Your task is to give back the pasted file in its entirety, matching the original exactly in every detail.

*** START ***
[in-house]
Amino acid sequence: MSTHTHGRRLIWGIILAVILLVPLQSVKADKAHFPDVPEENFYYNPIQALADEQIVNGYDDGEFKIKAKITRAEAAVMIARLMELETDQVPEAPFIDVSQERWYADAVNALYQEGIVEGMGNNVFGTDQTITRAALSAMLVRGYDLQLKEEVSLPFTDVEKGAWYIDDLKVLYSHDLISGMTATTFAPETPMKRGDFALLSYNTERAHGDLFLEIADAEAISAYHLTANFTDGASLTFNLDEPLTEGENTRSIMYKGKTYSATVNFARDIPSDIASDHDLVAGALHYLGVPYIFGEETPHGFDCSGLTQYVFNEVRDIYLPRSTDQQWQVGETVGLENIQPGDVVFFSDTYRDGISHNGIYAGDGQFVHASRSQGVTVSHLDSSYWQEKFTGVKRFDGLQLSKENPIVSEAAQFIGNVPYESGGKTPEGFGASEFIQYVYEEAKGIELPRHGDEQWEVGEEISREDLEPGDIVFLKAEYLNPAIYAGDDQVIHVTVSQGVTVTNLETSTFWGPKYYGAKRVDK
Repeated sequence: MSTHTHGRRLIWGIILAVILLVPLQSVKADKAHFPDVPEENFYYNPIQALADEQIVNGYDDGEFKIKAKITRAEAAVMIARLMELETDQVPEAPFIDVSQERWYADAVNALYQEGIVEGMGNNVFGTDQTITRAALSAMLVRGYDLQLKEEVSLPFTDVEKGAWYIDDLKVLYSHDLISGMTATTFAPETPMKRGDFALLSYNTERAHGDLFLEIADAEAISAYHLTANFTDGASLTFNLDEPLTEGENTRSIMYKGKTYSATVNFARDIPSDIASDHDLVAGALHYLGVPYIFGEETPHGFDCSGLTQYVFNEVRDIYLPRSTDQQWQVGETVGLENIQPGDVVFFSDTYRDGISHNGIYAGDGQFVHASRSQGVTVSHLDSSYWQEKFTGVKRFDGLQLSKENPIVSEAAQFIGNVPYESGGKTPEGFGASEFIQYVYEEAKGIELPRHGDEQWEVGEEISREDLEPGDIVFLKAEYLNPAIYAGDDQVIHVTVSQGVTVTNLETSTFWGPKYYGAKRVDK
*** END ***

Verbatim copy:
[in-house]
Amino acid sequence: MSTHTHGRRLIWGIILAVILLVPLQSVKADKAHFPDVPEENFYYNPIQALADEQIVNGYDDGEFKIKAKITRAEAAVMIARLMELETDQVPEAPFIDVSQERWYADAVNALYQEGIVEGMGNNVFGTDQTITRAALSAMLVRGYDLQLKEEVSLPFTDVEKGAWYIDDLKVLYSHDLISGMTATTFAPETPMKRGDFALLSYNTERAHGDLFLEIADAEAISAYHLTANFTDGASLTFNLDEPLTEGENTRSIMYKGKTYSATVNFARDIPSDIASDHDLVAGALHYLGVPYIFGEETPHGFDCSGLTQYVFNEVRDIYLPRSTDQQWQVGETVGLENIQPGDVVFFSDTYRDGISHNGIYAGDGQFVHASRSQGVTVSHLDSSYWQEKFTGVKRFDGLQLSKENPIVSEAAQFIGNVPYESGGKTPEGFGASEFIQYVYEEAKGIELPRHGDEQWEVGEEISREDLEPGDIVFLKAEYLNPAIYAGDDQVIHVTVSQGVTVTNLETSTFWGPKYYGAKRVDK
Repeated sequence: MSTHTHGRRLIWGIILAVILLVPLQSVKADKAHFPDVPEENFYYNPIQALADEQIVNGYDDGEFKIKAKITRAEAAVMIARLMELETDQVPEAPFIDVSQERWYADAVNALYQEGIVEGMGNNVFGTDQTITRAALSAMLVRGYDLQLKEEVSLPFTDVEKGAWYIDDLKVLYSHDLISGMTATTFAPETPMKRGDFALLSYNTERAHGDLFLEIADAEAISAYHLTANFTDGASLTFNLDEPLTEGENTRSIMYKGKTYSATVNFARDIPSDIASDHDLVAGALHYLGVPYIFGEETPHGFDCSGLTQYVFNEVRDIYLPRSTDQQWQVGETVGLENIQPGDVVFFSDTYRDGISHNGIYAGDGQFVHASRSQGVTVSHLDSSYWQEKFTGVKRFDGLQLSKENPIVSEAAQFIGNVPYESGGKTPEGFGASEFIQYVYEEAKGIELPRHGDEQWEVGEEISREDLEPGDIVFLKAEYLNPAIYAGDDQVIHVTVSQGVTVTNLETSTFWGPKYYGAKRVDK